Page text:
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National Poetry Month continues: More Staff Picks

With just over a week left of National Poetry Month, some of our staff members have submitted more of their all-time favorite poems. We hope you enjoy!

Kathy Potetti’s favorite Mary Oliver poem:

Sleeping in the Forest

I thought the earth remembered me,

she took me back so tenderly,

arranging her dark skirts, her pockets

full of lichens and seeds.

I slept as never before, a stone on the river bed,

nothing between me and the white fire of the stars

but my thoughts, and they floated light as moths

among the branches of the perfect trees.

All night I heard the small kingdoms

breathing around me, the insects,

and the birds who do their work in the darkness.

All night I rose and fell, as if in water,

grappling with a luminous doom. By morning

I had vanished at least a dozen times

into something better.

from Sleeping In The Forest by Mary Oliver

© Mary Oliver



Two of Alexa Scott-Flaherty’s favorites from Naomi Shihab Nye and Joy Harjo


By Naomi Shihab Nye

“Let’s be the same wound if we must bleed.

Let’s fight side by side, even if the enemy

is ourselves: I am yours, you are mine.”

—Tommy Olofsson, Sweden


I’m not interested in

who suffered the most.

I’m interested in

people getting over it.


Once when my father was a boy

a stone hit him on the head.

Hair would never grow there.

Our fingers found the tender spot

and its riddle: the boy who has fallen

stands up. A bucket of pears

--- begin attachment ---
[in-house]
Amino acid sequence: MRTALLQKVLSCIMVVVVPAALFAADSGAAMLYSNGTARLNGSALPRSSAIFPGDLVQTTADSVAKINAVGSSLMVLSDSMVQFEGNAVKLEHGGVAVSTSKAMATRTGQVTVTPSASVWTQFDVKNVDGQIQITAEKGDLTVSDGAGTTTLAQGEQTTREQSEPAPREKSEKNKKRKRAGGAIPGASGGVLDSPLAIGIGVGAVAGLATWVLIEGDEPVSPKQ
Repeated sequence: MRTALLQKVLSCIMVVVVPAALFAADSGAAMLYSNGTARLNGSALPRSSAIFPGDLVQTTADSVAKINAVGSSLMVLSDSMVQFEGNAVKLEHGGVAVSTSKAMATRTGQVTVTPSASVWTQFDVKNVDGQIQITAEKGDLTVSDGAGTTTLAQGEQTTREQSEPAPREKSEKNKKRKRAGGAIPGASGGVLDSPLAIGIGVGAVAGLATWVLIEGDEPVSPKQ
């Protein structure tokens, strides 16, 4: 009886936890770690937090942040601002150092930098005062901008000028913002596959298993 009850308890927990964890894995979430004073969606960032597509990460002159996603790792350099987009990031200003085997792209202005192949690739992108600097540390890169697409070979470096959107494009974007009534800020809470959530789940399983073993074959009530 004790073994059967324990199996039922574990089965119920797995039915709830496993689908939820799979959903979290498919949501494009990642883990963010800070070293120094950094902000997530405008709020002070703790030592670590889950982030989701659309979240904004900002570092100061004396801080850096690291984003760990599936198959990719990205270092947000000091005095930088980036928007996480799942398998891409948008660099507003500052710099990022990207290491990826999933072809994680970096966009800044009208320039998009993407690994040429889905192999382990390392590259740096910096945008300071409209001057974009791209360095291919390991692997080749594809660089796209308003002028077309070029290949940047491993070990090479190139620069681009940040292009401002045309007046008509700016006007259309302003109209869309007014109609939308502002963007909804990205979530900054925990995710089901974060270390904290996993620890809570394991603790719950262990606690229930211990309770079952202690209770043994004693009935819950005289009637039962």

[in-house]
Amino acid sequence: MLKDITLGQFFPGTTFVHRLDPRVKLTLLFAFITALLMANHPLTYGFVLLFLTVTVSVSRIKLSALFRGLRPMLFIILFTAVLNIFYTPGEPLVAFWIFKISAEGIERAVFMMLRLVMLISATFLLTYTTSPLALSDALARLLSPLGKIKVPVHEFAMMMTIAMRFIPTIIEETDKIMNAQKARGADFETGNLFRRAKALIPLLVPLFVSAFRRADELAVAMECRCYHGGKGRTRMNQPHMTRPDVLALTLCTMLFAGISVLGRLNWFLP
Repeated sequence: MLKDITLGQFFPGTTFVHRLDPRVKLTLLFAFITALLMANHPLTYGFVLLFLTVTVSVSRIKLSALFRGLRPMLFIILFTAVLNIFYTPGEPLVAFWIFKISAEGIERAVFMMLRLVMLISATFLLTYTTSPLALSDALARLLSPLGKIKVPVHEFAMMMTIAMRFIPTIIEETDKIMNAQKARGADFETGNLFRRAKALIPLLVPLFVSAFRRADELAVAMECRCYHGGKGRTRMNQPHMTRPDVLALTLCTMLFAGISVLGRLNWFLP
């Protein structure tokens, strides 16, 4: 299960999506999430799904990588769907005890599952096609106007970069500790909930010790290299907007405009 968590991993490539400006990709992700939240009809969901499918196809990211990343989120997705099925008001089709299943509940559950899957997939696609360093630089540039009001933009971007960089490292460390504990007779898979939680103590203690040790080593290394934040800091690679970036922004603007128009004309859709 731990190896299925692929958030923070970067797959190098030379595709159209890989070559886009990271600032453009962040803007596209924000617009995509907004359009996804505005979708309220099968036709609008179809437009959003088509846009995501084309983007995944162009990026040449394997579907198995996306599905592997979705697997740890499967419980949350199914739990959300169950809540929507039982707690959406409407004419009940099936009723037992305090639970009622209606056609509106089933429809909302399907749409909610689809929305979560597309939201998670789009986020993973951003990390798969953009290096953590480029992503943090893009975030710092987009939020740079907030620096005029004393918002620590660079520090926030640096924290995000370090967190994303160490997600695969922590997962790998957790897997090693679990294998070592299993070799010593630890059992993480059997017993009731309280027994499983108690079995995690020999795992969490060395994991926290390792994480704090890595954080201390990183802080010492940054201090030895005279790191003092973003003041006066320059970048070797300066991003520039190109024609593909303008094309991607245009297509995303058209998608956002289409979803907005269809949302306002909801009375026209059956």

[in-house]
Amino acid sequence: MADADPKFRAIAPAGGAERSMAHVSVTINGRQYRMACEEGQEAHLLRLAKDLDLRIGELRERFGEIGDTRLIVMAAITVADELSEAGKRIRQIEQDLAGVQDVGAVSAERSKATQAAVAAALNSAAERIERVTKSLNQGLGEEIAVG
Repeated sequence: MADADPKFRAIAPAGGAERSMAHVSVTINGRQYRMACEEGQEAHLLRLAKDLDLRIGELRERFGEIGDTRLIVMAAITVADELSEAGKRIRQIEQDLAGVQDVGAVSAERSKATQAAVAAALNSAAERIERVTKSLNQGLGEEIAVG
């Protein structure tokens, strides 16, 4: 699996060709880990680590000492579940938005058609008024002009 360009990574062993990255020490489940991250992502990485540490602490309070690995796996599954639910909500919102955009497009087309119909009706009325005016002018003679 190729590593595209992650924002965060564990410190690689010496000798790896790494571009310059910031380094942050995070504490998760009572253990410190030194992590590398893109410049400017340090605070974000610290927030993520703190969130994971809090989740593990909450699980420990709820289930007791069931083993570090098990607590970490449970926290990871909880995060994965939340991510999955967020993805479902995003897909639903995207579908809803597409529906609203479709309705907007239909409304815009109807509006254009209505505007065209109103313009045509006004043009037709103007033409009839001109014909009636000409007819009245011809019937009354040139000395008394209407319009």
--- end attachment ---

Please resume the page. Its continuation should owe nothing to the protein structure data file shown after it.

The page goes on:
in his mother’s doorway welcomes him home.

The pears are not crying.

Later his friend who threw the stone

says he was aiming at a bird.

And my father starts growing wings.


Each carries a tender spot:

something our lives forgot to give us.

A man builds a house and says,

“I am native now.”

A woman speaks to a tree in place

of her son. And olives come.

A child’s poem says,

“I don’t like wars,

they end up with monuments.”

He’s painting a bird with wings

wide enough to cover two roofs at once.


Why are we so monumentally slow?

Soldiers stalk a pharmacy:

big guns, little pills.

If you tilt your head just slightly

it’s ridiculous.


There’s a place in my brain

where hate won’t grow.

I touch its riddle: wind, and seeds.

Something pokes us as we sleep.


It’s late but everything comes next.





Perhaps the World Ends Here


The world begins at a kitchen table. No matter what, we must eat to live.

The gifts of earth are brought and prepared, set on the table. So it has been since creation, and it will go on.

We chase chickens or dogs away from it. Babies teethe at the corners. They scrape their knees under it.

It is here that children are given instructions on what it means to be human. We make men at it, we make women.

At this table we gossip, recall enemies and the ghosts of lovers.

Our dreams drink coffee with us as they put their arms around our children. They laugh with us at our poor falling-down selves and as we put ourselves back together once again at the table.

This table has been a house in the rain, an umbrella in the sun.

Wars have begun and ended at this table. It is a place to hide in the shadow of terror. A place to celebrate the terrible victory.

We have given birth on this table, and have prepared our parents for burial here.

At this table we sing with joy, with sorrow. We pray of suffering and remorse. We give thanks.

Perhaps the world will end at the kitchen table, while we are laughing and crying, eating of the last sweet bite.